Monday, September 19, 2011

Continuity Insurance - Food Storage - Dehydrated

Good day to you all! First thing I want to do here is apologize for my disappearance over the past week. My wife and I have purchased a new home. The last week has been spent packing, moving, and unpacking. We still have quite a bit more to do but now my ‘office’ is set up and I will continue my daily posting. I’ll let you know when we start our new blog on rural, small town homesteading and self sufficiency and the slow advancement of our refurbishing our 'new to us' 1918 house.

And now, let’s get to it! The last thing I posted was all about freeze dried foods. Today we’ll cover dehydrated foods.

Dehydrated Foods

Advantages
Disadvantages
Lower price than freeze-dried
Food loses some texture when dried
Food is compact, more can be stored in a container
Some loss of taste compared to freeze-dried
Food can be dried at home (sun-dried)
Loss of nutrients
Easy to reconstitute with water
Need a machine to create air tight seal and add oxygen absorber

In the dehydration process, the water is slowly cooked out of the fruit or vegetable, without actually cooking it. There are three different methods: air-dried, sun-dried, or kiln-dried. Food can be easily sun-dried from your home, whereas the air or kiln method requires more equipment. All of these are very cost-effective ways of storing food. After drying, they are stored in airtight containers. Usually they are packed with an oxygen absorber, which removes the oxygen (which allows food to go bad faster), leaving only nitrogen behind.

Dehydrating your own food

There may well be not much that is more satisfying than "putting by" your own food. Bottling (canning) and drying are the traditional ways of preserving homegrown (or fresh farm stand/farmer’s market) produce. Drying food is one of the oldest ways of food storage. The process involves removing moisture from food, while exposing it to high temperatures and air flow. Dried fruits provide a cheap and sweet alternative to sugary snacks bought at a grocery store. Fruit leather and jerky are two snack replacements that you can make at home for virtually pennies.

There are three main ways of drying food at home. They are: sun-drying, oven-drying and using a food dehydrator.

Sun-drying is best for fruits like apricots, peaches, grapes, and figs, and there is other produce that is good for drying. Sun-drying requires a number of hot (85°F or higher) days with relatively low humidity. Spread thin pieces of fruit evenly across a shallow pan and cover the pan with cheesecloth to keep the bugs off your food. Once this is done, you’re ready for the sun. There are many ways of getting exposure to sunshine. One creative way is by putting boxes in the back seat of your car and laying the pan on top of them, with full exposure to the sun through the back window. You can also use sunny porches, balconies and even flat roofs to dry your food. Just make sure it does not get blown away by strong winds or rained on.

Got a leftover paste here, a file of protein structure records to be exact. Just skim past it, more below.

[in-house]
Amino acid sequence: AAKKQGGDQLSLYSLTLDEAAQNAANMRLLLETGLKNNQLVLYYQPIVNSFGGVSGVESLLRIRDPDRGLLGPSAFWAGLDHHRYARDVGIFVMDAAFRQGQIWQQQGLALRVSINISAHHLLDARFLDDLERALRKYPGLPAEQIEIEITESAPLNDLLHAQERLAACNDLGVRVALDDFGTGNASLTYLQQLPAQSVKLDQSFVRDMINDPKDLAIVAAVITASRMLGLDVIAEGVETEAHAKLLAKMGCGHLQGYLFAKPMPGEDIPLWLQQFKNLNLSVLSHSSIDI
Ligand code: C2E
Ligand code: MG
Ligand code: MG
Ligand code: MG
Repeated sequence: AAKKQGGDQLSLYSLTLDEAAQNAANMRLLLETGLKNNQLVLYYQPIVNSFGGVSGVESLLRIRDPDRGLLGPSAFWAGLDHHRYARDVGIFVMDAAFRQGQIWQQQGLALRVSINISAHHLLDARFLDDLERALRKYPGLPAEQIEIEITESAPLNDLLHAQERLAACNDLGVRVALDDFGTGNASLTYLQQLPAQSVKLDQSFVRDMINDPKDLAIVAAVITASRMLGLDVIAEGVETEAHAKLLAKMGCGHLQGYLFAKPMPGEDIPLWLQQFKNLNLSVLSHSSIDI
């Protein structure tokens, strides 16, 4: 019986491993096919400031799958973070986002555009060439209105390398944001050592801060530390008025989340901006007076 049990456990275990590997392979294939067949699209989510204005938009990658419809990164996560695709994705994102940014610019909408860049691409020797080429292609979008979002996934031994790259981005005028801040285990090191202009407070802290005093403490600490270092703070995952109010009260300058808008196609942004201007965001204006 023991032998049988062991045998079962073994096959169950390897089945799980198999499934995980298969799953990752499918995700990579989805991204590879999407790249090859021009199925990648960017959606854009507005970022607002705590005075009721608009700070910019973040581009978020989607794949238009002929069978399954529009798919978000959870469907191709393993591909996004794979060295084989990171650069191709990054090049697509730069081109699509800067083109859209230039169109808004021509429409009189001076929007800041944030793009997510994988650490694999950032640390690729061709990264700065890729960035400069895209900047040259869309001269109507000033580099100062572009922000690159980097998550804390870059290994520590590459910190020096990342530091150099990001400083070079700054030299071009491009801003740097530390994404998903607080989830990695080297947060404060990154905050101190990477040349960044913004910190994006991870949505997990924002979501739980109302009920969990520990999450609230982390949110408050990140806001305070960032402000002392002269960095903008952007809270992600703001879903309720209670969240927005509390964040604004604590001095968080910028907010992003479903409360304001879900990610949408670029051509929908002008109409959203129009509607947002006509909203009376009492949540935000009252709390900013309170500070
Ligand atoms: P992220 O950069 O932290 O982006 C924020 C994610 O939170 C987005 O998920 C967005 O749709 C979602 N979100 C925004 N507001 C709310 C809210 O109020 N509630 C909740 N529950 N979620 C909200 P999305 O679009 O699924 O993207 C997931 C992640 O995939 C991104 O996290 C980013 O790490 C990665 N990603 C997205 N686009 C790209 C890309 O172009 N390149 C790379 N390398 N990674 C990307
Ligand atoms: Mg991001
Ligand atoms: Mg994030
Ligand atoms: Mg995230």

Oven-drying involves drying food at temperatures between 130°F and 150°F. Before you even start this process, make sure your oven even has a temperature setting this low. As in sun-drying, distribute pieces of food in a shallow pan or dish. Check on your food occasionally to make sure it is dehydrating adequately.

If the temperature is too low or the humidity is too high when sun or oven-drying, the food may dry too slowly or spoil. When the temperature is too high it could cook the food and make it hard on the outside, while leaving the inside moist and vulnerable to mold or other forms of ‘grossness’ from ‘wee beasties’ (microorganisms).

Commercial food dehydrators (or the smaller ones made specifically for home use) offer the most controlled drying environments. They provide a constant perfect temperature together with heated air that circulates using a blower. Most dehydrators also come with special liners and trays for dehydrating fruit leather as well as small, sticky kinds of foods. Fruits, vegetables, and meats can dry while you are away at work, asleep, or doing your household chores with no worries. These are easiest simply because you can “set ‘em and forget ‘em”.

After the food is done, allow it to cool down to room temperature and package it loosely in plastic bags, hard plastic containers or glass jars. For long-term storage, pack it in airtight containers. Foods that you dehydrate yourself not only make great snacks at home but are useful when camping or backpacking since they do not need refrigeration.

There are very many good books on the shelves that can teach you how to dry fruits, vegetables and meats and most have excellent and delicious recipes included. Do your research and buy one of these if you want to know more.

Copyright ©2010 Noel Napolitan


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